Critical Interventions Number 8: Special Issue on African Cinemas
Numéro 8 sur les cinémas africains (en anglais)


Critical Interventions #8
Guest edited by Victoria Pasley, CI#8 focuses on African Cinemas through analysis of different contexts of film practices in Africa. The cinematic arts can be defined as the apex of a culture of visuality and it is not by chance that the moving image has become a key technology of narrative in the era of globalization. In this regard, African cinemas of different historical origins, discursive focus and aesthetic orientation are increasingly notable as key aspects of African visual and cultural experiences. The debate over what constitutes African cinemas occupies an important place in these developments, especially in light of the divide between auteur and populist traditions of African filmmaking that seem to divide neatly along colonial lines into Francophone, Anglophone and Lusophone cultures of African cinema. However, these categories do not adequately describe the divergent modes of practice evident in how such cinemas are located in the global economy, where
transnational engagements defeat the essentialist idea of a homogenous « Africa ». In this context, the classical definition of African cinema as a mode of practice that adheres to the auteur tradition of French filmmaking confronts the emergent example of Nollywood and related modes of film production that hew to Hollywood’s powerful business-oriented model with its global preeminence. These two contexts present two visions of African cinema that can sometimes seem totally divergent. However, as Kenneth Harrow concludes in his essay in this volume, the lines between the two modes of African cinema are collapsing.

This issue of Critical Interventions therefore investigates the history and disparate locales of African Cinemas through significant articles that take its transnational origins into consideration and also track changing definitions of African praxis within the global discourse of cinema. This edition of the journal features articles by Alexie Tcheuyap, Sheila Petty, Etienne-Marie Lassi, Kenneth Harrow, Amadou Fofana, Cara Duncan-Moyer, Alioune Sow, Scott M. Edmonson, Jonathan Shaw, Stefanie Van der Peer, Toni Pressley-Sanon, Mariam Konate Deme and Dramane Deme. It also features a republication of Teshome Gabriel’s seminal article- « Towards
a Critical Theory of Third World Cinema ».

Editors’ Desk

Sylvester Okwunodu Ogbechie-Mediating Visions
Victoria Pasley-African Cinema


Alexie Tcheuyap-African Cinema(s): Definitions, Identity and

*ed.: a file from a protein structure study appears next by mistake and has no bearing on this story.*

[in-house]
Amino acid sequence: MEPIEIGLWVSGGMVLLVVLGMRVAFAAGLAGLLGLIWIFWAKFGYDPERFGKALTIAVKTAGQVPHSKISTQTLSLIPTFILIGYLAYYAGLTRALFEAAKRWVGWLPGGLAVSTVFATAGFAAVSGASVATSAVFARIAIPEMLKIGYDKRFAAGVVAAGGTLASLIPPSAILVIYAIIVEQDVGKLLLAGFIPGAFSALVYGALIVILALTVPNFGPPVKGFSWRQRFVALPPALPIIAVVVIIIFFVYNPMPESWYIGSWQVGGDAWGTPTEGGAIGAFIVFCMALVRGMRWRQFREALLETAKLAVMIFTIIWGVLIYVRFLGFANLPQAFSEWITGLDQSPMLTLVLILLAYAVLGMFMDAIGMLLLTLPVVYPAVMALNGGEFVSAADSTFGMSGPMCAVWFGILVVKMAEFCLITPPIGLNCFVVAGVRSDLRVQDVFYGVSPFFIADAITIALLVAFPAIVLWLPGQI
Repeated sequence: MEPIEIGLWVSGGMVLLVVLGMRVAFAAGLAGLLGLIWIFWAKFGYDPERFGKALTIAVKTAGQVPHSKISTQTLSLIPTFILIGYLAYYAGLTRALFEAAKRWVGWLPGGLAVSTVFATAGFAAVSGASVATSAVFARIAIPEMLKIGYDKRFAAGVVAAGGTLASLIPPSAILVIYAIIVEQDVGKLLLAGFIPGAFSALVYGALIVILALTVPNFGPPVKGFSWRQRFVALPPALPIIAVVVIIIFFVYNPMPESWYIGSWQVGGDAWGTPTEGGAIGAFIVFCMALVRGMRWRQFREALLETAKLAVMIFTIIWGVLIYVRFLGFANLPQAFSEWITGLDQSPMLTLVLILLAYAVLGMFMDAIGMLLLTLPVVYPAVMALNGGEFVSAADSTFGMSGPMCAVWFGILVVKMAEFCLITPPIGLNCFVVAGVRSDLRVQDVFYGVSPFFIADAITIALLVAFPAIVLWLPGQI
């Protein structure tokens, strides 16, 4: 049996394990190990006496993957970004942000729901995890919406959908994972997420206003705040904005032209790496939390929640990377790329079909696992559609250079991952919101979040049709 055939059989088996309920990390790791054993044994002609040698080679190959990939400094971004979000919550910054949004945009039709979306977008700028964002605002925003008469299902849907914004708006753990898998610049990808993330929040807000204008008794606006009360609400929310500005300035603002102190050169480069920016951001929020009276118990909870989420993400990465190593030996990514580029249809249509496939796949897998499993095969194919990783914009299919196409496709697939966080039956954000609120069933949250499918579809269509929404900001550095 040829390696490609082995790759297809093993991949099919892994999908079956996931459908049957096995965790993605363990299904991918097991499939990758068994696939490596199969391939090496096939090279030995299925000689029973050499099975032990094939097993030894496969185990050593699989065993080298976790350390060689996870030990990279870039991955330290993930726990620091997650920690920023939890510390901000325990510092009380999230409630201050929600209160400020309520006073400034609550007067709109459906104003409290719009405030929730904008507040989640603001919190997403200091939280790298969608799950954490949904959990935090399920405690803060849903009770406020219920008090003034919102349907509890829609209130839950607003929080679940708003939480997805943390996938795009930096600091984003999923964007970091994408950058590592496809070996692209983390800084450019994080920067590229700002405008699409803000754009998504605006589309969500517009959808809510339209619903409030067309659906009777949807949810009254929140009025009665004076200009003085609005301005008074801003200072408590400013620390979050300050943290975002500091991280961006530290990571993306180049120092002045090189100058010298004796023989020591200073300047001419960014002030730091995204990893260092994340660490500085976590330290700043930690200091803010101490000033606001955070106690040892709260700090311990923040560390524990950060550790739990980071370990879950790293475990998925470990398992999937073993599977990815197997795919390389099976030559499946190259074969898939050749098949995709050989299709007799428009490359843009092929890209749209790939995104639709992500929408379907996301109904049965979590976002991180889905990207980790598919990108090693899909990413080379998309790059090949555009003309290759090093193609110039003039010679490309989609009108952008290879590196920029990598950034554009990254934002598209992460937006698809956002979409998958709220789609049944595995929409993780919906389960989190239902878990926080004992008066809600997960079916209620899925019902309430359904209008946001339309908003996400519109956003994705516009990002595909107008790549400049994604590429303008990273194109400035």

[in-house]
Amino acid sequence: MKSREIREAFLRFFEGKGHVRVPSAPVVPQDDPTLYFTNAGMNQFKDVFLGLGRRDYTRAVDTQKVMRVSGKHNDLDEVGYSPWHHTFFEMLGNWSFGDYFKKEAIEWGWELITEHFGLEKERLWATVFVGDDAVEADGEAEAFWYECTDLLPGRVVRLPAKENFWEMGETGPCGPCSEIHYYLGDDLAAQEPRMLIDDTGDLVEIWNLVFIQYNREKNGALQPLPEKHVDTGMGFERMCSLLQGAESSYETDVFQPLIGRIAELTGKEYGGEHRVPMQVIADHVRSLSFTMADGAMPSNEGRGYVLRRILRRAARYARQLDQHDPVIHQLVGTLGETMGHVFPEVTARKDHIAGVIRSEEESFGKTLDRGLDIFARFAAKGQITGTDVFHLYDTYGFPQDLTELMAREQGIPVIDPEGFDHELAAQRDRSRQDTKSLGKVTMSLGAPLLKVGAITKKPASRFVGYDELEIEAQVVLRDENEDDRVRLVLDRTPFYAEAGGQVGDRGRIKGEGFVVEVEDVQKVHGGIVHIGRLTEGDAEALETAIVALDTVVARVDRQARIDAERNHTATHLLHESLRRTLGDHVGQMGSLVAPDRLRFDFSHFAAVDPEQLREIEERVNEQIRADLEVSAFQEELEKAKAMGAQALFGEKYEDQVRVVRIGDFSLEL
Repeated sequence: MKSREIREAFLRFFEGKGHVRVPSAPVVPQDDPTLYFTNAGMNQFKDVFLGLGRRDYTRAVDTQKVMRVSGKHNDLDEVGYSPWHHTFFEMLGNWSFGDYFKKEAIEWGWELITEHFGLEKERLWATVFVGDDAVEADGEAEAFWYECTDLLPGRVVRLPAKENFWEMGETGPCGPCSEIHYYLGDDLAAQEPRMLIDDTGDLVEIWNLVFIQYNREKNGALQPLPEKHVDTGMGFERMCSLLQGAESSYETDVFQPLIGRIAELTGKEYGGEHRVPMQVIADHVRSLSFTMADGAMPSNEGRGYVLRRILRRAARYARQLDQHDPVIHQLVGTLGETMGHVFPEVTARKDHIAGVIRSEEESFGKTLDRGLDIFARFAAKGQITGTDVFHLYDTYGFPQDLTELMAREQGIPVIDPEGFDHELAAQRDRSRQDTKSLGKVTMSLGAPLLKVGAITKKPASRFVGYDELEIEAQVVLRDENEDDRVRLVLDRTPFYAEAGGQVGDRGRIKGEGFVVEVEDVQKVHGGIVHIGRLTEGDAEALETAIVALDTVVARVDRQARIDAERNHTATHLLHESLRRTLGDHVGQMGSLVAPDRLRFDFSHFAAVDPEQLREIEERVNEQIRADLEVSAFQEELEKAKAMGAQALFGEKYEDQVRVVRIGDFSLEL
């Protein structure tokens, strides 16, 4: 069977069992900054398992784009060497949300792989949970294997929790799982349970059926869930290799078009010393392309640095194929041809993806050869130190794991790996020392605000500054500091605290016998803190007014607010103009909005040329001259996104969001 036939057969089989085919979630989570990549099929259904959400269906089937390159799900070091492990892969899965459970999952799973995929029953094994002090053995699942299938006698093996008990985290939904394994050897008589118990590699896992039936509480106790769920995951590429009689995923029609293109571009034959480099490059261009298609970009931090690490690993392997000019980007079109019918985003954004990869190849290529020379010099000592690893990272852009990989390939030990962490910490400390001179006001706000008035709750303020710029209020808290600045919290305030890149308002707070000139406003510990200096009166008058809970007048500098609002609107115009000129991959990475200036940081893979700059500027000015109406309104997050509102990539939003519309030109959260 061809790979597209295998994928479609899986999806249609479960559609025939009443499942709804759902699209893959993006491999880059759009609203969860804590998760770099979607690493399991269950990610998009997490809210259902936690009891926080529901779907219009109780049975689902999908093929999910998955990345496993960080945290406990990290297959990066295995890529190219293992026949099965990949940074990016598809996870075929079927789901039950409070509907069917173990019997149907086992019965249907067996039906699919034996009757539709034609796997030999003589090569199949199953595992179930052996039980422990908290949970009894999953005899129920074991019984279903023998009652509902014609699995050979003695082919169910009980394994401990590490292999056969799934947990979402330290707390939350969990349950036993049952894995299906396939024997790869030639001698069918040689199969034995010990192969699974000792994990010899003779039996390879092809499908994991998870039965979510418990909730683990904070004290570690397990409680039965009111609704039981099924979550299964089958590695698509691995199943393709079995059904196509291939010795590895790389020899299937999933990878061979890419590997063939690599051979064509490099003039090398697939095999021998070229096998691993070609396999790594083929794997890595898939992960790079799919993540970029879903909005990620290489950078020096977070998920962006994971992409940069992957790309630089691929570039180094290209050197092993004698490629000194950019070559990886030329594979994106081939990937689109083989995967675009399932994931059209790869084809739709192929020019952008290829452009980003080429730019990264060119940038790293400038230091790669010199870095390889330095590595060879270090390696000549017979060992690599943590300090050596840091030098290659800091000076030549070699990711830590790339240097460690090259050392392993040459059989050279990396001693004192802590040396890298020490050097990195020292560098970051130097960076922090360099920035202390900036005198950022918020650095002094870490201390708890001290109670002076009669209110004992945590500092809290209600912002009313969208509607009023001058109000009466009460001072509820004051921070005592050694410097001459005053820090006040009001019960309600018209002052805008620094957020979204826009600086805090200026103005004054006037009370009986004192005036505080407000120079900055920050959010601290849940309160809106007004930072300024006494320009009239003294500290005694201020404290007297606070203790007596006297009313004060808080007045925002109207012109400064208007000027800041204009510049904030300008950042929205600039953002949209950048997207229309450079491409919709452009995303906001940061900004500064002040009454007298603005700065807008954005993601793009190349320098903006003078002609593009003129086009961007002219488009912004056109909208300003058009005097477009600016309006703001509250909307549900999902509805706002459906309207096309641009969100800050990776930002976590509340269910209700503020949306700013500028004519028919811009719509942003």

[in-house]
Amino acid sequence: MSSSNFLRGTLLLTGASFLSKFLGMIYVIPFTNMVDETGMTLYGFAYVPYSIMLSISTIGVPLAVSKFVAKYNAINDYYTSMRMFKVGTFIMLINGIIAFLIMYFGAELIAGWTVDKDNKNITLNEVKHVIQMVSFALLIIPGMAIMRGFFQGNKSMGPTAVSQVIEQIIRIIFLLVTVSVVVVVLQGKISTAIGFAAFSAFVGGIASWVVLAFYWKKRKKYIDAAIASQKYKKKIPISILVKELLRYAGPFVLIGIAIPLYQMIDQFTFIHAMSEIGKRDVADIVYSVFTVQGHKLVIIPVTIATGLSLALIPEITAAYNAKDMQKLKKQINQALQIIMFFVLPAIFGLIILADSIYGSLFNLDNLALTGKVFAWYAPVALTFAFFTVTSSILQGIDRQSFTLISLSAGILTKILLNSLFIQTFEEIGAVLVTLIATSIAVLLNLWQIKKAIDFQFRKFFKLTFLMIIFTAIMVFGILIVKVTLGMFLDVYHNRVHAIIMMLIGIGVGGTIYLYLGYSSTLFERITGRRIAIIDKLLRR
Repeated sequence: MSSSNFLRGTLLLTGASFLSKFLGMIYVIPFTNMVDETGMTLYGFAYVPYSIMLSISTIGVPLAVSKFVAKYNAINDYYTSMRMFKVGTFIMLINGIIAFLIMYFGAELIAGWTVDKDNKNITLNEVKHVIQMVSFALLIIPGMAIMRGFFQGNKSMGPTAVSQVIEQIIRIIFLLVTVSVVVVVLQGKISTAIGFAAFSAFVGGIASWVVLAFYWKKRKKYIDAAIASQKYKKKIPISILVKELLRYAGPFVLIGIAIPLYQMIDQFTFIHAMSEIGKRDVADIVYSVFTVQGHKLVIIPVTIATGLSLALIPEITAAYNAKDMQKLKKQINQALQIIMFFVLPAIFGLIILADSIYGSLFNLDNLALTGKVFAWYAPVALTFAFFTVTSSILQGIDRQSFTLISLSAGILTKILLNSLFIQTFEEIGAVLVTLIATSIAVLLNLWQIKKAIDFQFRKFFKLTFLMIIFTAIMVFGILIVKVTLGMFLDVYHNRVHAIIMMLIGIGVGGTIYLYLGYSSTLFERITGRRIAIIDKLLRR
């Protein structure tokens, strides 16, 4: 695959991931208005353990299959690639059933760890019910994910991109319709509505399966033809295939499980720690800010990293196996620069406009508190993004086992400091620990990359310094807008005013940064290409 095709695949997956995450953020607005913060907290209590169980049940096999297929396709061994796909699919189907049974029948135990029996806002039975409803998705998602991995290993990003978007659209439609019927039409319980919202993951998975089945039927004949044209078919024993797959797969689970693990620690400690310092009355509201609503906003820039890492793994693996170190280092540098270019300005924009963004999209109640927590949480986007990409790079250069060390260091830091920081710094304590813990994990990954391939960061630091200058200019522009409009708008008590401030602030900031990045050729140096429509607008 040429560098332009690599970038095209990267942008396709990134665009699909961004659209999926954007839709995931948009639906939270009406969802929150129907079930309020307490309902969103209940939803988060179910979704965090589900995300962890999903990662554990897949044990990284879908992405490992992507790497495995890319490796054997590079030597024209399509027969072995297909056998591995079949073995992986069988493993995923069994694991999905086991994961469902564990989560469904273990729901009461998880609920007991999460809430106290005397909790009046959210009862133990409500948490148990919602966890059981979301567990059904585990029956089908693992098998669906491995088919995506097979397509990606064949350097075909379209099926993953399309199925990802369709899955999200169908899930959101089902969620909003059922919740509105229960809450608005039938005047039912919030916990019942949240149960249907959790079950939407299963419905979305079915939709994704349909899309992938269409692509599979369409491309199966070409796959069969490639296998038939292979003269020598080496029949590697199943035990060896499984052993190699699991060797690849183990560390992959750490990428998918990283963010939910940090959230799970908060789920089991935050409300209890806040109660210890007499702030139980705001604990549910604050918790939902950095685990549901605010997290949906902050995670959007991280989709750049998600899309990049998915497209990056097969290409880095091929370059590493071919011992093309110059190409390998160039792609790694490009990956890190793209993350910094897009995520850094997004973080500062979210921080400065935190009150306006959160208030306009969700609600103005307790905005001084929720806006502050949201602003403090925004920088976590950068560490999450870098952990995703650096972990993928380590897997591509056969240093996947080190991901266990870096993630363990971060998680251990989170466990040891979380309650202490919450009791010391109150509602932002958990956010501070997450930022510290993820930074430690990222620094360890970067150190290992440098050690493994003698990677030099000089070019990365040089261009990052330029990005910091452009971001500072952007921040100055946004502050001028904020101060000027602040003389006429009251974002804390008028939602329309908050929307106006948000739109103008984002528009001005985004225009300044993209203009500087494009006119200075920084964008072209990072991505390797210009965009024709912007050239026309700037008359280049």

Theoretical Considerations

Sheila Petty-Self-Styling Identities in Recent African
Screen Media


Etienne-Marie Lassi-Worlds behind the World: Filming the
Invisible in Francophone Africa

Amadou Fofana-« Cinefication » in West Africa

Cara Moyer-Duncan-New Directions, No Audiences: Independent
Black Filmmaking in Post-Apartheid South Africa

Alioune Sow-Malian Cinema and the Question of Military Power

Scott M. Edmondson-Akan-esque Niches and Riches: The
Aesthetics of Power and Fantastic Pragmatism in Ghanaian
Video Films

Jonathan Shaw-Filming Kivu, Speaking Nande: Kabale
Syahgiganza and Making Cinema in a Context of Conflict

Stefanie Van der Peer-The Physicalities of Documentaries by
African Women: The Case of Ateyyat El Abnoudy’s « Permissible
Dreams and Responsible Women »

Toni Pressley-Sanon-Raoul Peck’s « The Man by the Shore »,
Orality, Film and Repression

Mariam Konate Deme and Dramane Deme-Aesthetic Imprints of an
Epic Memory: A Pan-African Reading of Three Filmic Tales


Kenneth W. Harrow-In Remembrance: Teshome Gabriel

Teshome Gabriel-Towards a Critical Theory of Third World Cinema

Jonathan Haynes-Nnebue: the Anatomy of Power


Kenneth W. Harrow-Toward a New Paradigm of African Cinema

About the Journal
Critical Interventions, is a peer-reviewed journal of advanced research and writing on African art history and visual culture. Our mission is to provide a forum for cutting-edge scholarship in African art history and for sustained analysis of issues of urgent concern for the discipline that foregrounds both the history of Africa’s modernity and the historiography of African Art History. The journal proposes a critical intervention at a moment of great contradiction, when there are diminishing opportunities for new and in-depth scholarly research on African arts but also a parallel rise in interest in Africa’s modernity among scholars and students. We believe that studies grounded in research in Africa and based on deep knowledge of historical and contemporary experiences of African art and visual culture can illuminate the fields of modern and contemporary art history in ways that are otherwise invisible to specialists in contemporary art in general.

Critical Interventions focuses on the arts and visual cultures of global Africa, which encapsulates African and African Diaspora identities in the age of globalization. It provides a forum for investigating the value of African art/cultural knowledge in the global economy and its mediation protocols, reviewing in particular how this value is created via the politics of reception and commodification. The journal thus inaugurates a formal discourse on the aesthetics, politics, and economics of African cultural patrimony and African ownership of the intellectual property rights of its indigenous knowledge systems and forms of cultural practice. Through this focus it stakes out a ground on what promises to be the principal site of discursive engagement for the field of African art history in this century. Critical Interventions also hopes to make a substantial contribution to the future of African art studies by promoting the highest standards of critical analysis and by encouraging research that engages the intergenerational dynamics of the field.

[Critical Interventions Number 8 is Published]
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